Beha’alotcha: Two Types Of Questions

Miriam’s Mistake

At the end of Torah portion Beha’alotcha, Miriam is punished for speaking lashon hara (lit. “evil tongue”) about Moses. Looking at what she actually says, it doesn’t seem that outrageous. She simply asks a question relating to Moses’ separation from his wife Ziporah so that he can retain a state of ritual purity before receiving prophecy. Miriam is herself a prophet and does not separate from her husband, so in conversation with Aaron she asks, “Has the Lord spoken only to Moses? Hasn’t he spoken to us too?” (Num. 12:2). Is that not a reasonable question?

Rabbi Eliyahu Eliezer Dessler (1892-1953) explains that there are two types of questions. One is asked out of a genuine desire to learn the answer. The other is asked as a negative insinuation; the questioner isn’t curious but rather wants to express his or her own disapproval. In this case, Miriam doesn’t ask out of innocent curiosity but rather to show her concern that Moses is neglecting his wife. Her intentions may be good, but her speech isn’t necessary or helpful, and she is punished with the skin disease tzaraas and separated from the camp for seven days. This may seem like an overly harsh punishment, but because of Miriam’s elevated level of righteousness and position of great influence, she is held to a higher standard. “For whom the Lord loves, he rebukes.” (Prov. 3:12)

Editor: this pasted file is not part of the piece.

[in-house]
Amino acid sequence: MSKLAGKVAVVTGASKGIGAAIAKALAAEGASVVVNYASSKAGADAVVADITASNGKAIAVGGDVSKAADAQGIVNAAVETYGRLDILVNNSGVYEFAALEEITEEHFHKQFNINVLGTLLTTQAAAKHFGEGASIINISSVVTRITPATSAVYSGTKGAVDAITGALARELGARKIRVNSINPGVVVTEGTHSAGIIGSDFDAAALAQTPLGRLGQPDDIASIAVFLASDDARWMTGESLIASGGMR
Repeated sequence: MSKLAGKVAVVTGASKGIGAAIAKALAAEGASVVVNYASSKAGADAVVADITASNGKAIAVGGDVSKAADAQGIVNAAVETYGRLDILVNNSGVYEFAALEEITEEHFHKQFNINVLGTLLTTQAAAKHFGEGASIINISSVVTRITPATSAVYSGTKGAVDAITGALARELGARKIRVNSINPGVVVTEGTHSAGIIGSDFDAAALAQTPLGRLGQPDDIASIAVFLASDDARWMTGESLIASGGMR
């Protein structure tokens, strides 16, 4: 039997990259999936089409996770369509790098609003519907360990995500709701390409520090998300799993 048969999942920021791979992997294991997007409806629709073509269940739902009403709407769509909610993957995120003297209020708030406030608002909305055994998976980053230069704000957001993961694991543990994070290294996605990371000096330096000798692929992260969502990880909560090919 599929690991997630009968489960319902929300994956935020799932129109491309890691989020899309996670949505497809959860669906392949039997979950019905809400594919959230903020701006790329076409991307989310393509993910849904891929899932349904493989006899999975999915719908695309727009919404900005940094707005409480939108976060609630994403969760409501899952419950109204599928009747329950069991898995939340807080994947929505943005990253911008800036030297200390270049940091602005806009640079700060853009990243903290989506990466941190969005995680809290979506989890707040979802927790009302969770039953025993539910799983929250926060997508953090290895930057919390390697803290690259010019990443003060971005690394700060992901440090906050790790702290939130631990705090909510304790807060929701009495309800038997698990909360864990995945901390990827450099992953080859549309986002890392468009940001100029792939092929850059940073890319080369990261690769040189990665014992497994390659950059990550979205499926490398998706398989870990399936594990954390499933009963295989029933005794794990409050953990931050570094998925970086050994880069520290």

Let us all take great care that everything we say is for the good!

Image: Zipporah, detail from Sandro Botticelli’s “Youth of Moses,” c. 1480

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